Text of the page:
VIP While Black: The True Story of a Black Woman’s Assault in the Liberal Town of Santa Cruz, CA
About a year ago, I bought myself VIP tickets to see the hip-hop group Bone Thugs-N-Harmony at the Catalyst Club in Santa Cruz, California. I invited my Eritrean homegirl Luwam to accompany me, but she was too busy. So, I went alone…
This concert was important to me for many reasons. Firstly, because the Grammy Award winning Bone Thugs-N-Harmony debuted as a fresh voice in hip-hop when I was in elementary school. I remember them vividly because they were so handsome, and each member was a different shade of brown. They dressed like thugs, but they had long natural hair, and they could harmonize and rap in a way that no one had ever heard before. They were also from Ohio, the birthplace and home state of my mom. My mother was a single mother university student with twins. And any child raised by a single parent beating the odds could relate to Bone Thugs’ song First of the Month. Not only was it a banger, but it also spoke to the realities of living from check to check, and needing food stamps (EBT cards) to make ends meet. Many days I watched my mom literally scrape coins together to make sure my twin-sister and I had everything we needed and wanted. The first of the month was when we could pretend for just a few days, that we weren’t stressed about lights being cut off, or enough food in the fridge. The first of the month was our time to temporarily live the American Dream. As a Cali born and bred woman, Bone Thugs’ music has always made me feel close to my midwest roots, and the perseverance it takes to rise through poverty and broken families.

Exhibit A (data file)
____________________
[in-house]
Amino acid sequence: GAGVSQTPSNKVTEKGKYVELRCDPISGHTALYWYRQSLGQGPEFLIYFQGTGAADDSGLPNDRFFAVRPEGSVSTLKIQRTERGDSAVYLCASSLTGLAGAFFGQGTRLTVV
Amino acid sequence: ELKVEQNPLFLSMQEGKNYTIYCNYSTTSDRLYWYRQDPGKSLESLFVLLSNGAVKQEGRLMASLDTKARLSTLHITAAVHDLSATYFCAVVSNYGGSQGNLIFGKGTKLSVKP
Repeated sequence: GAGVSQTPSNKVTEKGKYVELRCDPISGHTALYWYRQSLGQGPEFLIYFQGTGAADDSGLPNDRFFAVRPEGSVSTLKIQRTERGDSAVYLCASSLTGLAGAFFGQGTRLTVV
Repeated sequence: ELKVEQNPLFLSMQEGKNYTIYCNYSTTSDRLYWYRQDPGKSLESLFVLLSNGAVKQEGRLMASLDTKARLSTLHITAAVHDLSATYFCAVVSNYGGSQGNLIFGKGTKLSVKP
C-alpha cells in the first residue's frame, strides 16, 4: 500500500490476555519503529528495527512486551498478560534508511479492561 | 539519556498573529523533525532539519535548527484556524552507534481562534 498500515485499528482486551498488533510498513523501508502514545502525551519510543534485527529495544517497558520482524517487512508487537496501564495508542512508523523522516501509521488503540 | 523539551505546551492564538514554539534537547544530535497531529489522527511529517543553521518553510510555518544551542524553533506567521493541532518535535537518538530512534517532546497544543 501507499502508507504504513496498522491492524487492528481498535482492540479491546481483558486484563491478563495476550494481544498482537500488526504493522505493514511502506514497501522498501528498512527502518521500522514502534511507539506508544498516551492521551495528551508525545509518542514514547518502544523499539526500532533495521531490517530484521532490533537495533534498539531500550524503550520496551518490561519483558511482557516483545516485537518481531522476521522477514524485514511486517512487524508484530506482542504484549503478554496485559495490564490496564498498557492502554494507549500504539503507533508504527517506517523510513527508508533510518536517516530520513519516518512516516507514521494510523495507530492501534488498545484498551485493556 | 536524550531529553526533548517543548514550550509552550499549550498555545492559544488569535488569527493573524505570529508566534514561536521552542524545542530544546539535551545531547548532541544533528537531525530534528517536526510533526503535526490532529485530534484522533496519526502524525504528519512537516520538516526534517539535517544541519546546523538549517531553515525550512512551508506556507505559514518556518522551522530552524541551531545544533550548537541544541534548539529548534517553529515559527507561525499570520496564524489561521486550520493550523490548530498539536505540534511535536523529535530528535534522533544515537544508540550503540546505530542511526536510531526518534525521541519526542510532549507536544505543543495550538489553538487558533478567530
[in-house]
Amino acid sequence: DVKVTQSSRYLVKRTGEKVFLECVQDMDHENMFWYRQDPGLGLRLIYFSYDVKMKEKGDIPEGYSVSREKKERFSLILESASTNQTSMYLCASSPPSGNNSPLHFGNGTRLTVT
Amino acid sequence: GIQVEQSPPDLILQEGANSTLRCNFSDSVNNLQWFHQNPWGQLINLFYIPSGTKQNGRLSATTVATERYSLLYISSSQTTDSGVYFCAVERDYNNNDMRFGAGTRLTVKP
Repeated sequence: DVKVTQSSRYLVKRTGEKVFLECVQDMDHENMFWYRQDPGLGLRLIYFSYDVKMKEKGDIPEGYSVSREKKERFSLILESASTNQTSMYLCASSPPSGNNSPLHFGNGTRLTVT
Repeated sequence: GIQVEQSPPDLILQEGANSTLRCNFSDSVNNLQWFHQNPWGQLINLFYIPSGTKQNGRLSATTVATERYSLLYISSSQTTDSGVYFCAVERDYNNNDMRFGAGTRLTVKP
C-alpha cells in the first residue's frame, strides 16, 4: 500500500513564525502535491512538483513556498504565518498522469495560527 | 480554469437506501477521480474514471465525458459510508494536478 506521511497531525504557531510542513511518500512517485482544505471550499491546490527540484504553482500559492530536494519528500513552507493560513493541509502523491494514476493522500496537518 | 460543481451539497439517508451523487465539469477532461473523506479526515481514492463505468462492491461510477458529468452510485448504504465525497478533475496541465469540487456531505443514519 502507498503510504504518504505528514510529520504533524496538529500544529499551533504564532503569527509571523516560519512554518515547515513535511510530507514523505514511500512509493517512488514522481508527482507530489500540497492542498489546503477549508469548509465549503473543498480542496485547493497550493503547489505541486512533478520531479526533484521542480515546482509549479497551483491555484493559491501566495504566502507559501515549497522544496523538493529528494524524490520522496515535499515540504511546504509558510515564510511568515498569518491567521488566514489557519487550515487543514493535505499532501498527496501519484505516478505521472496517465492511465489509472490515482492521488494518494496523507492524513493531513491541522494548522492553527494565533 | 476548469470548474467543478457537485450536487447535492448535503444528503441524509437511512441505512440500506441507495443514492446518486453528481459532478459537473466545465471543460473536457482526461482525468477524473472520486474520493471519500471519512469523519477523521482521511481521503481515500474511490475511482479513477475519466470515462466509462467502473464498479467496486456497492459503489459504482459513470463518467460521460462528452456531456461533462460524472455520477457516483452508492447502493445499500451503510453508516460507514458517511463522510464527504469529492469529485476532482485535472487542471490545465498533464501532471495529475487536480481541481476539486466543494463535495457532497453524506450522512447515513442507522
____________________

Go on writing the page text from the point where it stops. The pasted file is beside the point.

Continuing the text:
Secondly, attending the concert was important because I was coming out of the mourning of losing my own twins. I miscarried twins by a man I deeply loved. The miscarraige was devastating (and it’s a story for a different day). I buried my twins with my family, and I mourned their loss for 6 months. Hence, treating myself to the Bone Thugs-N-Harmony concert was a joyful act of self-care. I was celebrating my recovery, and the precious life that God had put in my belly and returned to Heaven. I was letting go of a deep sadness, because I knew I would meet my twins again at the crossroads between the here and after.
I ordered a VIP balcony ticket online. The thought of being in the general admissions area was overwhelming because I deal with PTSD. I figured the VIP balcony section would be less triggering, safer, and more calm. I put my hair in what we now call ASAP Rocky braids, even though Bizzy Bone was the first to rock the natural single braids on fleek! I hit the door smelling like lemongrass-scented shea butter, and I made the 90 minutes drive to Santa Cruz in high spirits!
I arrived at the concert venue called The Catalyst. I showed my downloaded ticket to the box office, and was given a stamp on my wrist. As a beautiful Black womxn, I am accustomed to being racially profiled…so instinctively I asked if the stamp was all I needed to access the VIP balcony area. The manager of the venue happened to be working the box office, and he assured me the stamp was all I needed. He was a gentleman, and added, “I promise the stamp is all you need for VIP, but I’ll walk you to the entrance just so they don’t give you any trouble.”